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Castello, G. B.—Castellón

some of these subjects were engraved by Agostino Caracci. Besides painting a number of works in Genoa, mostly in a rapid and superficial style, Castello was employed in Rome and in the court of the duke of Savoy.


CASTELLO, GIOVANNI BATTISTA (1500?–1569?), Italian historical painter, was born near Bergamo in 1500 or perhaps 1509, and is hence ordinarily termed Il Bergamasco. He belongs, however, to the school of Genoa, but does not appear to have had any family relationship with the other two painters named Castello, also noticed here. He was employed to decorate the Nunziata di Portoria in Genoa, the saloon of the Lanzi Palace at Gorlago, and the Pardo Palace in Spain. His best-known works are the "Martyrdom of St Sebastian," and the picture of "Christ as Judge of the World" on one of the vaultings of the Annunziata. He was an architect and sculptor as well as painter. In 1567 he was invited to Madrid by Philip II., and there he died, holding the office of architect of the royal palaces. The date of death (as of birth) is differently stated as 1569 or 1579.


CASTELLO, VALERIO (1625–1659), Italian painter, was the youngest son of Bernardo Castello (q.v.). He surpassed his father, and particularly excelled in painting battle-scenes. He painted the "Rape of the Sabines," now in the Palazzo Brignole, Genoa, and decorated the cupola of the church of the Annunziata in the same city. In these works he is regarded by his admirers as combining the fire of Tintoretto with the general style of Paolo Veronese.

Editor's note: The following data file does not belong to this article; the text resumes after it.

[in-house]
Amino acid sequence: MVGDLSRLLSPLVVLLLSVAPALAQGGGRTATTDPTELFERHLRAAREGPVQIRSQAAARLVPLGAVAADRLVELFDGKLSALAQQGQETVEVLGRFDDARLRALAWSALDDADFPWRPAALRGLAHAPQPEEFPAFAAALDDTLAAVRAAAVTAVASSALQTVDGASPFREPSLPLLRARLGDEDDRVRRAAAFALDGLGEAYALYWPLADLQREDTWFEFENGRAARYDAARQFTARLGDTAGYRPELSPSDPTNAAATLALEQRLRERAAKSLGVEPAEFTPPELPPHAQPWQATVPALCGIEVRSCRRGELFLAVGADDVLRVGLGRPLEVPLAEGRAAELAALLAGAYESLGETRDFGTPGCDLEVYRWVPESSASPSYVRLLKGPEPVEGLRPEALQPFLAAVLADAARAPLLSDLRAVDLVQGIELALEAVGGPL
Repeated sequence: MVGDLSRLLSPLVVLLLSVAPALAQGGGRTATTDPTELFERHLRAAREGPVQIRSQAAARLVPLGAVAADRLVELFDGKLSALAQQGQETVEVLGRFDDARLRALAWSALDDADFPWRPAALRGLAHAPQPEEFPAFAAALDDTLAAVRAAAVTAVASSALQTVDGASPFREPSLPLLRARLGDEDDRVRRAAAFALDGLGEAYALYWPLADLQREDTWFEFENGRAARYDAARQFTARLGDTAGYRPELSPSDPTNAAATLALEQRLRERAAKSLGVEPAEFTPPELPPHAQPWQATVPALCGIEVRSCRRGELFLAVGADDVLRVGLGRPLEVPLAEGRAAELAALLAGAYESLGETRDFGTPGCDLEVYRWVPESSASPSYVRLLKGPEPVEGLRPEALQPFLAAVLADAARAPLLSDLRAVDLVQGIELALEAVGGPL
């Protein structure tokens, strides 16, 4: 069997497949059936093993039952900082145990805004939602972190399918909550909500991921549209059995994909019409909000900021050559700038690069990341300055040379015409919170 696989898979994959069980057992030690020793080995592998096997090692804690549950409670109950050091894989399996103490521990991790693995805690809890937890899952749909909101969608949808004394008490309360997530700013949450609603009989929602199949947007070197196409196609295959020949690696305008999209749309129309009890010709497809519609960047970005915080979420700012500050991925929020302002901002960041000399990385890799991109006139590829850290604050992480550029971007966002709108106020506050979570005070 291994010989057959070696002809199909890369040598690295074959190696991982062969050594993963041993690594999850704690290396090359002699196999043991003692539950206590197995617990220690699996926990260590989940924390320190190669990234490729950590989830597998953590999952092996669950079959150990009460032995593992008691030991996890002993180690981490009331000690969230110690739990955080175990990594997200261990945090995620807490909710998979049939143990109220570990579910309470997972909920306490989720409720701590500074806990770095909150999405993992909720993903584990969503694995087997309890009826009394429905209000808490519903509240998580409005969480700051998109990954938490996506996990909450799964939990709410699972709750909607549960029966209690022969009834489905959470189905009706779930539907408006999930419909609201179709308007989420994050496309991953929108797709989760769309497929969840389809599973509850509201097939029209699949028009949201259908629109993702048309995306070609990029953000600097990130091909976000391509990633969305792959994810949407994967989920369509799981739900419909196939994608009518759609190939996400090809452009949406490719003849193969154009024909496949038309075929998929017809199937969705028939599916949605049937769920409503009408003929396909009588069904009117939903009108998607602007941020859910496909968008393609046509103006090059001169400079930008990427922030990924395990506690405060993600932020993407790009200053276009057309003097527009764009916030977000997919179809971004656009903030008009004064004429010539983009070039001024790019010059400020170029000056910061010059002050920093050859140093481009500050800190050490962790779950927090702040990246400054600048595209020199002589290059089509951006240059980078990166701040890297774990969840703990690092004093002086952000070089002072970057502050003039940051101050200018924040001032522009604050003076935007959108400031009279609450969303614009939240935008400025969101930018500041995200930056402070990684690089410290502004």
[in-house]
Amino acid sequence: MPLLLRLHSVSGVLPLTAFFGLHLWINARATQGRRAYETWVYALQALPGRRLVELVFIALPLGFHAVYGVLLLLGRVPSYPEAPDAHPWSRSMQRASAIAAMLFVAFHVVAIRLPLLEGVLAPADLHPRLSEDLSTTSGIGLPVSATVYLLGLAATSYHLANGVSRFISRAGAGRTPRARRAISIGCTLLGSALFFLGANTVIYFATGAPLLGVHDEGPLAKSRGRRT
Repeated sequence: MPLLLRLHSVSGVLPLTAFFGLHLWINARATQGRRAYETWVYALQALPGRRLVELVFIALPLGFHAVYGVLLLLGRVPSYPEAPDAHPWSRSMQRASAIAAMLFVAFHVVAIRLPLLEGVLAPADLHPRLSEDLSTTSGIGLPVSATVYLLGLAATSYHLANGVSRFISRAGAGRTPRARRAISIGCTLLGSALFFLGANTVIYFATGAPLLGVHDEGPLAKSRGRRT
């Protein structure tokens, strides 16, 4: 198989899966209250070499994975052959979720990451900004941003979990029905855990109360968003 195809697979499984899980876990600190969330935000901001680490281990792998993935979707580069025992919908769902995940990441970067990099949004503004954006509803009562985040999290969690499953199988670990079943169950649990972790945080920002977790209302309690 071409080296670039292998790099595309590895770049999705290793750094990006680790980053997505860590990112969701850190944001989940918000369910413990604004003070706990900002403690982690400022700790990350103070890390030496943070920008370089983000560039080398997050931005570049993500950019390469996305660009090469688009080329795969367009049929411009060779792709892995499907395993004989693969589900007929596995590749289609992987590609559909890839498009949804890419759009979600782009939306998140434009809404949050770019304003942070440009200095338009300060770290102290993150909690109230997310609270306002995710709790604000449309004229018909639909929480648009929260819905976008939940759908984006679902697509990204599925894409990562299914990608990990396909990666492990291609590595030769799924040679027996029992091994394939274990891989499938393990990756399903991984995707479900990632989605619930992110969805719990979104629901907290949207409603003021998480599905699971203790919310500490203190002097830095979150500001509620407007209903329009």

CASTELLO BRANCO, CAMILLO, Visconde de Correi Botelho (1825–1890), Portuguese novelist, was born out of wedlock and lost his parents in infancy. He spent his early years in a village in Traz-os-Montes. He learnt to love poetry from Camoens and Bocage, while Mendes Pinto gave him a lust for adventure, but he dreamed more than he read, and grew up undisciplined and proud. He studied in Oporto and Coimbra with much irregularity, and since his disdain for the intrigues and miseries of politics in Portugal debarred him from the chance of a government post, he entered the career of letters to gain a livelihood. After a spell of journalistic work in Oporto and Lisbon he proceeded to the Episcopal seminary in the former city with a view of studying for the priesthood, and during this period wrote a number of religious works and translated Chateaubriand. He actually took minor orders, but his restless nature prevented him from following one course for long and he soon returned to the world, and henceforth kept up a feverish literary activity to the end. He was created a viscount in 1885 in recognition of his services to letters, and when his health finally broke down and he could no longer use his pen, parliament gave him a pension for life. When, having lost his sight, and suffering from chronic nervous disease, he died by his own hand in 1890, it was generally recognized that Portugal had lost the most national of her modern writers.

Apart from his plays and verses, Castello Branco's works may be divided into three sections. The first comprises his romances of the imagination, of which Os mysterios de Lisboa, in the style of Victor Hugo, is a fair example. The second includes his novels of manners, a style of which he was the creator and remained the chief exponent until the appearance of O Crime de Padre Amaro of Eça de Queiroz. In these he is partly idealist and partly realist, and describes to perfection the domestic and social life of Portugal in the early part of the 19th century. The third division embraces his writings in the domain of history, biography and literary criticism. Among these may be cited Noites de Lamego, Cousas leves e pesadas, Cavar em ruinas, Memorias do Bispo do Grāo Para and Bohemia do Espirito.